oftentimes I have some code that ends up in a Docker image which I want to have pushed to Dockerhub. Docker itself is capable of automatically building images from git repositories but it has the restriction that I can’t specify a certain Docker daemon version to run the build. This used to be important (not sure if it still is) as in the stable version of Docker we already have been using multi-stage builds but the Dockerhub builder didn’t allow us to use it.

As I already make use of Travis to run my tests I think it’s a no-brainer to tie the image building to Travis as well - if tests pass and we’re on the master branch, build the image and push to docker hub.

Updating the docker daemon

As I mentioned, I like to force Travis to use a newer Docker than they use by default. To speed some things I also like to configure /etc/docker.json so that we can increase the concurrency of downloads and uploads (it really matters depending on how many images you have and whether you build them in parallel).

To achieve that I use the following structure:

├── .travis
│   └── main.sh
├── .travis.yml
├── README.md
├── Dockerfile
└── Makefile

.travis is a directory that holds scripts to update the Travis machine. This way if I need to use the debug feature of Travis I don’t have to follow the entire .travis.yml recipe and instead just run ./.travis/main.sh from there to have the dependencies set.

The file looks like the following:


# Set an option to exit immediately if any error appears
set -o errexit

# Main function that describes the behavior of the 
# script. 
# By making it a function we can place our methods
# below and have the main execution described in a
# concise way via function invocations.
main() {

  echo "SUCCESS:
  Done! Finished setting up Travis machine.

# Prepare the dependencies that the machine need.
# Here I'm just updating the apt references and then
# installing both python and python-pip. This allows
# us to make use of `pip` to fetch the latest `docker-compose`
# later.
# We also upgrade `docker-ce` so that we can get the
# latest docker version which allows us to perform
# image squashing as well as multi-stage builds.
setup_dependencies() {
  echo "INFO:
  Setting up dependencies.

  sudo apt update -y
  sudo apt install realpath python python-pip -y
  sudo apt install --only-upgrade docker-ce -y

  sudo pip install docker-compose || true

  docker info
  docker-compose --version

# Tweak the daemon configuration so that we
# can make use of experimental features (like image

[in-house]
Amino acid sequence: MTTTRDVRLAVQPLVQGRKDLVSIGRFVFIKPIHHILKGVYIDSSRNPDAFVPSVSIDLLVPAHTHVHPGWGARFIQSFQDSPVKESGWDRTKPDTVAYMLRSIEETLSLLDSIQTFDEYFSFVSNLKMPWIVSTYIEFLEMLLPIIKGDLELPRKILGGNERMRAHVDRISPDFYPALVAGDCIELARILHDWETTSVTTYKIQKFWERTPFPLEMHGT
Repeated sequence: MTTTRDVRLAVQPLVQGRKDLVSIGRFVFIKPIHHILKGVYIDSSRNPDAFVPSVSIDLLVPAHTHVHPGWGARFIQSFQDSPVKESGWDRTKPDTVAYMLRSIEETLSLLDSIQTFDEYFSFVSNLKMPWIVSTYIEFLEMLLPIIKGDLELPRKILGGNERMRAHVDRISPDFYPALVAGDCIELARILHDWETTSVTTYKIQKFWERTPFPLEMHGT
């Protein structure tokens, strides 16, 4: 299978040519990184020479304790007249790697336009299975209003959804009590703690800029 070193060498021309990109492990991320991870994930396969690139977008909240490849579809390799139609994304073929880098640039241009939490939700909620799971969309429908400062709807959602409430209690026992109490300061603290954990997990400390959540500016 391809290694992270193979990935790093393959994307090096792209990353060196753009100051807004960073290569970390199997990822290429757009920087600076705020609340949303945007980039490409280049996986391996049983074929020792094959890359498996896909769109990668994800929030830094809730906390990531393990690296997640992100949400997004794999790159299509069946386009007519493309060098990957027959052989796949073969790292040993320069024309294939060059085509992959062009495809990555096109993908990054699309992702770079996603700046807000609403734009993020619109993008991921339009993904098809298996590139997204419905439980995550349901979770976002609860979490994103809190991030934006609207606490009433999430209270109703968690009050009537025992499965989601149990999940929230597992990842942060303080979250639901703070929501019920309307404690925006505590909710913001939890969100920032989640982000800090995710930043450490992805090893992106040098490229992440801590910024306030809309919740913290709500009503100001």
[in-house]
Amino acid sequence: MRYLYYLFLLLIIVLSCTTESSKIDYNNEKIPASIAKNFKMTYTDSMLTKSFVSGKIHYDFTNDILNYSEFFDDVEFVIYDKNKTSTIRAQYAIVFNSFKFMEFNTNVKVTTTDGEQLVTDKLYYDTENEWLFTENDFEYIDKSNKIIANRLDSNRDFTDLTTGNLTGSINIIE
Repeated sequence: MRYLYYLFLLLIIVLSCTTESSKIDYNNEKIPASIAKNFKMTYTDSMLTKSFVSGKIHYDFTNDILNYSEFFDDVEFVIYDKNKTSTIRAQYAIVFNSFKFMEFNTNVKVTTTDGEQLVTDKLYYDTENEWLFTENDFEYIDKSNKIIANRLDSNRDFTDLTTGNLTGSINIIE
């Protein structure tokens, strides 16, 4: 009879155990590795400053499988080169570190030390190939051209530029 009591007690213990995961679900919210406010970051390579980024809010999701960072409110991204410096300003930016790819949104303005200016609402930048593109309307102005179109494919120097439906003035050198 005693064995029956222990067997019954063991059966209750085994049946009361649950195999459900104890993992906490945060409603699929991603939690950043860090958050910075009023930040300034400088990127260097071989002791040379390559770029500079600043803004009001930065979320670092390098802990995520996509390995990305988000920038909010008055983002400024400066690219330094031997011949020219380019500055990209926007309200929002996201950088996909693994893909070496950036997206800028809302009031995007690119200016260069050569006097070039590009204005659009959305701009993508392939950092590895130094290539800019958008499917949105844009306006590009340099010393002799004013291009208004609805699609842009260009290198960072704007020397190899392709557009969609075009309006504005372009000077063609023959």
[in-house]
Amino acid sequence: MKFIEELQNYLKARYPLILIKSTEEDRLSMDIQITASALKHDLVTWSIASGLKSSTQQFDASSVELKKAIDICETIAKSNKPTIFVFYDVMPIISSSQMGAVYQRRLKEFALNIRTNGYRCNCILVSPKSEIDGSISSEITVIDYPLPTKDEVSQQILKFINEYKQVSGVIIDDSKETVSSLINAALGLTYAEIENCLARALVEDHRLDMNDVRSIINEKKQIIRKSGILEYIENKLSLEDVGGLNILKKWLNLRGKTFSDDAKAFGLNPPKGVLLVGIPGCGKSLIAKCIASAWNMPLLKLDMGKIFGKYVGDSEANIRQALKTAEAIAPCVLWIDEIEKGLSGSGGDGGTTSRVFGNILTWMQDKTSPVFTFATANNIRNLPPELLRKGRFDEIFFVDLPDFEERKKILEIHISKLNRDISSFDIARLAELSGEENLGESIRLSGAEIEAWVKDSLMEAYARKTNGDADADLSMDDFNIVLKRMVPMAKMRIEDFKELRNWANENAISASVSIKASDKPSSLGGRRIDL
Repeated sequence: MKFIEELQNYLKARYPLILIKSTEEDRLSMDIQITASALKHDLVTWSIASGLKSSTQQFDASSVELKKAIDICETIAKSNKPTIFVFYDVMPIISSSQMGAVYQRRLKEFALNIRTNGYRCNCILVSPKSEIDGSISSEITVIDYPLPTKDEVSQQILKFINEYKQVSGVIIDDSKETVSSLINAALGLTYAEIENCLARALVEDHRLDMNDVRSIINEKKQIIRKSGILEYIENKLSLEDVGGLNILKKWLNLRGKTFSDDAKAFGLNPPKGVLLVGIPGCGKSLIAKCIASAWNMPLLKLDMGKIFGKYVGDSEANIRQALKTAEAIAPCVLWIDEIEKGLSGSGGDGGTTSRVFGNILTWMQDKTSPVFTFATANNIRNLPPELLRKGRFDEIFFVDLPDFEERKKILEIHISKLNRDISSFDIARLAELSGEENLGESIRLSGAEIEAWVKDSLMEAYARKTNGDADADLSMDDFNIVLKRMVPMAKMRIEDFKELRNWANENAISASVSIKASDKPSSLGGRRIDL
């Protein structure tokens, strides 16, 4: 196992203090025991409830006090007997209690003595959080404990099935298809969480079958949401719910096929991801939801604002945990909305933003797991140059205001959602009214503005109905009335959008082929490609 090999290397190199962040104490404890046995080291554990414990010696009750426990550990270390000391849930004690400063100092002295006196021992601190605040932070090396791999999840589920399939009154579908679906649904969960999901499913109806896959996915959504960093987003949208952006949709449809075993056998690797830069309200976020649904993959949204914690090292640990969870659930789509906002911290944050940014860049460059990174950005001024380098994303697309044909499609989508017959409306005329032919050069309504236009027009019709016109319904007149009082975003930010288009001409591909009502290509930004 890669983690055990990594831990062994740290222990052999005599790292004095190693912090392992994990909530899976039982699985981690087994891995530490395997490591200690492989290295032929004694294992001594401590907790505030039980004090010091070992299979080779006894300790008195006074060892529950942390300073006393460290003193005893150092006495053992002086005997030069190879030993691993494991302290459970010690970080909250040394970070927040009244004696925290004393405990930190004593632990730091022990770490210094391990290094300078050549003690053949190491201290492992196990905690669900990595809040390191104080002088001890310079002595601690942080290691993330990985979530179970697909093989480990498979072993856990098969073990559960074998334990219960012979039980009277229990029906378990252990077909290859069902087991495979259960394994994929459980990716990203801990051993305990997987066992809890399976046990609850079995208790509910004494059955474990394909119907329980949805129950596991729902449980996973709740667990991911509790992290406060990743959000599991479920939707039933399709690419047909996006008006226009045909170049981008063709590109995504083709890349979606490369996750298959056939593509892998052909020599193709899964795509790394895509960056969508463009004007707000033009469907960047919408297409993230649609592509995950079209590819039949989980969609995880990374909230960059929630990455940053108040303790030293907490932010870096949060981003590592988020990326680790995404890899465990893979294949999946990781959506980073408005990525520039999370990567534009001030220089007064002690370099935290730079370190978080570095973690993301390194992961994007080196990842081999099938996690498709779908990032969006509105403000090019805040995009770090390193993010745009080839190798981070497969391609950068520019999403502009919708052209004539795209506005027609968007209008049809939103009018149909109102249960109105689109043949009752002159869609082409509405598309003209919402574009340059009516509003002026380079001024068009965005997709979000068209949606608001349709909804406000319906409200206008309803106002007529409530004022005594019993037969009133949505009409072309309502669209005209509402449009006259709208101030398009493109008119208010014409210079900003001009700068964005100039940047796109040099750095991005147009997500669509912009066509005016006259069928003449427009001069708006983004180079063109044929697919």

# squashing) as well as have a bigger amount of
# concurrent downloads and uploads.
update_docker_configuration() {
  echo "INFO:
  Updating docker configuration

  echo '{
  "experimental": true,
  "storage-driver": "overlay2",
  "max-concurrent-downloads": 50,
  "max-concurrent-uploads": 50
}' | sudo tee /etc/docker/daemon.json
  sudo service docker restart


With that set, we can move on to the Travis configuration file (.travis.yml):

# make use of vm's 
sudo: 'required'

# have the docker service set up (we'll
# update it later)
  - 'docker'

# prepare the machine before any code
# installation scripts
  - './.travis/main.sh'

# first execute the test suite.
# after the test execution is done and didn't
# fail, build the images (if this step fails
# the whole Travis build is considered a failure).
  - 'make test'
  - 'make image'

# only execute the following instructions in
# the case of a success (failing at this point
# won't mark the build as a failure).
# filled you need to either use `travis`' cli 
# and then `travis set ..` or go to the travis
# page of your repository and then change the 
# environment in the settings pannel.
  - if [[ "$TRAVIS_BRANCH" == "master" ]]; then
      docker login -u $DOCKER_USERNAME -p $DOCKER_PASSWORD ;
      make push-image ;

# don't notify me when things fail
  email: false

As you might have noticed the whole functionality is behind a Makefile (from the make commands). That’s on purpose to facilitate possible debugging sessions (you’d SSH into the Travis machine and just ./.travis/main.sh, make test to run the whole thing).

The Makefile can be as simple as something like the following:

IMAGE := cirocosta/dind


	docker build -t $(IMAGE) .

	docker push $(IMAGE)

.PHONY: image push-image test

If you want an example to check out, see cirocosta/dind.

Closing thoughts

There’s no need to complicate a lot the process of automatically pushing images after a successful test run using travis-ci. I really enjoy the idea of only pushing an image when things are fine as it gives a good guarantee that the code that is being packed as the image will run.

To be even more sure about the wellness of the image you could add an extra suit of integration tests that creates docker containers using the image and then asserts that it works as expected.

If you’d like to have a container-based environment that runs your unit tests and on the side (concurrently) run a build in a VM that prepares your docker images and run integration tests, you can totally do that with Travis-ci - it’s a matter of adapting a previous article I wrote: Concurrently running container-based and VM tests in Travis-CI.

If you’d like to learn more about integrating Travis-ci into your projects or automation in general, make sure you subscribe to the mailing list.

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Have a good one!